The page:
10. The Lives of Others is long. Way too long. This sprawling Indian family saga charts the rise of the Ghosh family, Calcutta industrialists, as they accumulate wealth in the paper and publishing industry and then proceed to lose it as their country disintegrates and their investments fail to pay off. Against this backdrop, the sons and daughters of the family squabble. The backdrop is good. There is a wonderful insight into the politics of change; the sleaze; the corruption; the instability. We see the contrast between the young Turks of the Communist Party ranged against the old order of the
  11. This is not your normal theatrical biography, though Felicity Kendal does describe her career and its sucesses this book was written while her father lay dieing and is largely a paean to him. Geoffrey Kendal was a beloved monster, charming, beguiling and utterly selfish. He fell in love with India and the idea of setting up a touring Shakespearean troupe and that's exactly what he did, dragging his long suffering actress wife, 13 year old daughter and baby Felicity in his wake. The story of Felicity's peripatetic childhood travelling all over India, taking her first role aged six, snatch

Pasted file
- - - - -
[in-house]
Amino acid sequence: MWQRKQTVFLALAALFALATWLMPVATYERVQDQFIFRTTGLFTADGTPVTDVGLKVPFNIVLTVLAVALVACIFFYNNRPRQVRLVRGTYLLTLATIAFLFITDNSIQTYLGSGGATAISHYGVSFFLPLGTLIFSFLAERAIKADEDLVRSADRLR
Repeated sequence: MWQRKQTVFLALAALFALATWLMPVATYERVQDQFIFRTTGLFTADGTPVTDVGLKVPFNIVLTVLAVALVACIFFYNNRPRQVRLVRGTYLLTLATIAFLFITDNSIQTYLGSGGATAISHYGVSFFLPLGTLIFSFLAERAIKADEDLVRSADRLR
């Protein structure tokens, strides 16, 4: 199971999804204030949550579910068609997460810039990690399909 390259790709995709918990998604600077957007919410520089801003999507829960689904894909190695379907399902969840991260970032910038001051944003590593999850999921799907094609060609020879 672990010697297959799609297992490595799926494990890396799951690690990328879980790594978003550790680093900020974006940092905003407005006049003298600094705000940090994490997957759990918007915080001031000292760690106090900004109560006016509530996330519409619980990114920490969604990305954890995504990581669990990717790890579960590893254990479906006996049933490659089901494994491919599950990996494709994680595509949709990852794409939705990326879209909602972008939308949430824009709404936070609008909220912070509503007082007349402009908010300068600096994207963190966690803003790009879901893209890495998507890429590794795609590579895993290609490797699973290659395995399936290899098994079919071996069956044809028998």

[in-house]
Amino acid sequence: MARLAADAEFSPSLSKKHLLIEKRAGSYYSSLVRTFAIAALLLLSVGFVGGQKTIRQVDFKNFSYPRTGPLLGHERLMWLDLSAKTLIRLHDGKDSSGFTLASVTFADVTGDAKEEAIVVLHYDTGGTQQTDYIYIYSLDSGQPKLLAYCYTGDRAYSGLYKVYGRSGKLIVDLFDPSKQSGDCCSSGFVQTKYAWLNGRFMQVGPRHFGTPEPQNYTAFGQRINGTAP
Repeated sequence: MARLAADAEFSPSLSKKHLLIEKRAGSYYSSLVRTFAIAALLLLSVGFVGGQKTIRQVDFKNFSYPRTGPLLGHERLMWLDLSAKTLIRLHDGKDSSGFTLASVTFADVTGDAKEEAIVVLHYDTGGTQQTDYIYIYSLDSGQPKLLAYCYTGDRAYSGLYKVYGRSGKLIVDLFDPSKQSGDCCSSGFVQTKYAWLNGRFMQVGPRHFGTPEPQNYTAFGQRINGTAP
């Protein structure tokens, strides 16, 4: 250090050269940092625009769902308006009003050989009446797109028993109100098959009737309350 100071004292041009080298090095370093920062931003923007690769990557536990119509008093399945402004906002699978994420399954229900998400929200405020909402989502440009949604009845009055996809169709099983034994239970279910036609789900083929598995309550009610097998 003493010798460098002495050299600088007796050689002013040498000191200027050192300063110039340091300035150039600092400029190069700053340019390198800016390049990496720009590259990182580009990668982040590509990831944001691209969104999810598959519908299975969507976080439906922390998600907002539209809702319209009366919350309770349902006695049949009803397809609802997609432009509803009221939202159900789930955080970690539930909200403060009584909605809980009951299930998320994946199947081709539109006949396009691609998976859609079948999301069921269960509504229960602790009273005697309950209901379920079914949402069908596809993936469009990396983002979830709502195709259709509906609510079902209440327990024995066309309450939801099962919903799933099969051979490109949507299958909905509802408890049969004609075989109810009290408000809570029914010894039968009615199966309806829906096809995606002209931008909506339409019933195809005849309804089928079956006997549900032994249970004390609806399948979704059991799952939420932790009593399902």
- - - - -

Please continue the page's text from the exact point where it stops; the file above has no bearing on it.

12. Guest

    Asia

    I read books set in Asia, books about Asia, books by Asians (regardless of where in the world they may reside), books about the immigrant experience, and basically anything that can by any definition broad or narrow be called 'Asian'. I have deliberately made this broad, broad, broad because I don't want to get bogged down in discussion ending arguments about who or who isn't Asian and if a book is or is not 'Asian'. If it is about Asia, Asians, an Asian experience or written by some one who is Asian - its in!
  13. Narcopolis, Jeet Thayil's debut novel, was shortlisted for the 2012 Man Booker prize, although as I recall considered a rank outsider to win. It certainly has the kind of elements that might turn the heads of some prize judging panels. It is stylistically experimental, with a first sentence running to six pages, even longer than it seems in the context of what is a fairly short novel. It is epic in scope, covering thirty years in the history of Bombay's (never Mumbai) opium smoking classes, and examining the lives of a variety of characters, from Mr Lee, who flees communist China's Cultura